Now, as ever, we possess the choice to determine what we will focus upon. We can remain riveted to the seemingly nonstop media coverage and statistics regarding the current situation in the world, or we can turn away–if only briefly–and give ourselves and the world a welcome respite. The choice is ours.

Dare to dream (and care for one another).

With heartfelt regards,


Copyright © – 2020 – R. Arthur Russell



Present-Moment Living

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There are many great authors and teachers who have taught us how to come back to the transcendent beauty of the present moment: Eckhart Tolle, through The Power of Now; Jon Kabbat Zinn, through Coming to Our Senses; Rupert Spira, through The Nature of Consciousness–to name only a few. For persons (egos) who are unconsciously obsessed with their doings, this may seem an absolutely absurd and useless subject. “What do you mean, I should be still and appreciate the beauty around me! I have business meetings to attend to, major transactions to conclude, and a 12:15 appointment to summit Mount Everest!”

Consider, if you will, what many of  us have previously valued:

  • Multi-Tasking: The highly revered ability to accomplish not only one task at a time, but three or–better yet–five! Productivity at any expense, whether personal or professional, has been praised as the crowning glory of humankind. A sidebar should be added: Once started, this self-driven habit must be continued until the first shovelfuls of dirt are splattering upon the top of our coffin. Job well done!
  • Earning Money: The ability to earn money–not just enough to provide for the necessities of life and to tuck away some savings–is often the little-g god that we worship. Many of us may have wanted to earn enough of the stuff to impress the neighbours to our left. Won’t they be envious when we tell them our story of our wonderful travels, or show up in our new (insert the brand of the nuts-and-bolts thing here). In all likelihood, however, the neighbour to our left doesn’t give a damn about our life story because their too busy trying to impress the neighbour two doors to their right.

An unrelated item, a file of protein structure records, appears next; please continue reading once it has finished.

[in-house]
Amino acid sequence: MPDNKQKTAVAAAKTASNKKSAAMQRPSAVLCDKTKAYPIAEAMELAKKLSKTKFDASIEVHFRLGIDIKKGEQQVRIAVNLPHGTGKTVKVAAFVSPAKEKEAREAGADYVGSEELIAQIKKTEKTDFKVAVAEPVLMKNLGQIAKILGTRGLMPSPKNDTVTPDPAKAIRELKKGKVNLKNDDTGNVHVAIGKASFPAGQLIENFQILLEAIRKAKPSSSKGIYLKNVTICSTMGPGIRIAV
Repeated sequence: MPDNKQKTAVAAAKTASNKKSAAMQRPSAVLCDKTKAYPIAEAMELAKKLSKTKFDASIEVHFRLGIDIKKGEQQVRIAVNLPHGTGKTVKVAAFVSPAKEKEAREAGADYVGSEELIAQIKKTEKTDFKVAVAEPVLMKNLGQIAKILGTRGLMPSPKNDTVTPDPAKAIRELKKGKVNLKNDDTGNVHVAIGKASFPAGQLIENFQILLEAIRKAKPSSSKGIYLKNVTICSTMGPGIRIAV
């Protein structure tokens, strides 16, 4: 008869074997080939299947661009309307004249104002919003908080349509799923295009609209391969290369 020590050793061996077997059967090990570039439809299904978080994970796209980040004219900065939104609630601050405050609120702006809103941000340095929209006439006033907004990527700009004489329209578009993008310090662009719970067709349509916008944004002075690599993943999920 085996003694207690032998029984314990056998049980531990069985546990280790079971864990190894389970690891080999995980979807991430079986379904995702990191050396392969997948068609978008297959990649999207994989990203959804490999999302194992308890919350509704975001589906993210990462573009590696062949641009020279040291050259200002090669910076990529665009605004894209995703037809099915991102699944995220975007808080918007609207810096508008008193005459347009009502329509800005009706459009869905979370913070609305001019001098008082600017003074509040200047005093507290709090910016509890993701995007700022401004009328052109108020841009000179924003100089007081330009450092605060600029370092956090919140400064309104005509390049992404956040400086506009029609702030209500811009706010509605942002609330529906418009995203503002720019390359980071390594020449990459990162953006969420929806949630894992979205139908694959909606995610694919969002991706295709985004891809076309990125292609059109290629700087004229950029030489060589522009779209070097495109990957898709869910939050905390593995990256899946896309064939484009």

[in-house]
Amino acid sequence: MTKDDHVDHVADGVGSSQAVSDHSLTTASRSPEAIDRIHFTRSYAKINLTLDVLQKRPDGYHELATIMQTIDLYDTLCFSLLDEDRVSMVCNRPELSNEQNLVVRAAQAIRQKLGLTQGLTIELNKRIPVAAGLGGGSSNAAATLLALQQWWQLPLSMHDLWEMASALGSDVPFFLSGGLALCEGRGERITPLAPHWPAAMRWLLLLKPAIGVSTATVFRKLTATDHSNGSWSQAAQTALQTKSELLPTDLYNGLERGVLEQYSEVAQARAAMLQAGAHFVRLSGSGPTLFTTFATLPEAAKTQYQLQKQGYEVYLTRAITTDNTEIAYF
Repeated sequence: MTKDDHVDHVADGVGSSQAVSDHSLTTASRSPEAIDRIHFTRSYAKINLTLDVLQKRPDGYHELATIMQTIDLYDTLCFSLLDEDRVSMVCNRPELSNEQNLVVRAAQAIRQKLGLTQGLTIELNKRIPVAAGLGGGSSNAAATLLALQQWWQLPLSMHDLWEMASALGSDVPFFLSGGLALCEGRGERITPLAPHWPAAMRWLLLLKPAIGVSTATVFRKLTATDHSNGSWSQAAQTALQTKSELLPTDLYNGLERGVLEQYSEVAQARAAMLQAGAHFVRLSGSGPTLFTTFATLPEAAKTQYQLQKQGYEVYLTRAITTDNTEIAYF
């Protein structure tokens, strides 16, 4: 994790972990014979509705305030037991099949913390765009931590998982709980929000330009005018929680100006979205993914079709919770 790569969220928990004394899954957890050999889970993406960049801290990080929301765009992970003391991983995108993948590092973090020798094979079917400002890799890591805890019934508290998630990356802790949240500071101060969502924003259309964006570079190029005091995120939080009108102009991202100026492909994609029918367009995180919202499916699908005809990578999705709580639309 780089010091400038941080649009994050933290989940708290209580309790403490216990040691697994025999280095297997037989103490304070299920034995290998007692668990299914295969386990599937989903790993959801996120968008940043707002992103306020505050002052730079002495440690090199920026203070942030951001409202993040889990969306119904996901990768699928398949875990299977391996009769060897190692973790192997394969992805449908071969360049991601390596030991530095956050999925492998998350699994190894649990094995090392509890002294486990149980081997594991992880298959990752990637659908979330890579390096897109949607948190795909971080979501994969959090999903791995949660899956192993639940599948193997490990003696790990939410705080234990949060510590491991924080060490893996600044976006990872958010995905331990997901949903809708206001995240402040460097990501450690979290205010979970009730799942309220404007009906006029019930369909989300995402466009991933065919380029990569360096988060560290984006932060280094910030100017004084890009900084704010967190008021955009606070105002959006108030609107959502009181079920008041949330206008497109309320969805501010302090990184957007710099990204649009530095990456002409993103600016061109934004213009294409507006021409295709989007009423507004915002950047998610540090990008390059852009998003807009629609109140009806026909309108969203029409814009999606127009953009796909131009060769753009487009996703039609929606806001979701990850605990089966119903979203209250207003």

• Personal Goals: A topic near–and now not-so-dear–to my heart. A short sentence sums up my sentiments now:  “It seemed like a good idea at the time.” All of us are created to pursue our goals; because the drive to create is encoded into our DNA. We are creators. Setting out to achieve our goals is still worthwhile, but wouldn’t our goals–and the quality of our lives–be enhanced by deliberately bringing balance and harmony to whatever we do?

The short list above could have been much longer; but the number of points doesn’t matter, only the underlying message. How can an article about present-moment living be of any assistance right now, especially given the current focus of a virus in the world? It can be of great value, if we will slow down–even a little–and consider the following point: Fear and doom and gloom are not present in the current moment. Nonsense!” readers may cry. Are you implying that there isn’t a very important situation occurring in the world right now? Not at all; that’s not the point. The intended message is this: When we deliberately bring our attention back to the present moment, we escape so much of the mind-created torment. If we will Be Still–even for a few moments–we can realize  that the fear we may be experiencing is a creation of the mind. In the present moment, before any negative information is analyzed or repeated ad nauseam, fear does not exist. It can’t.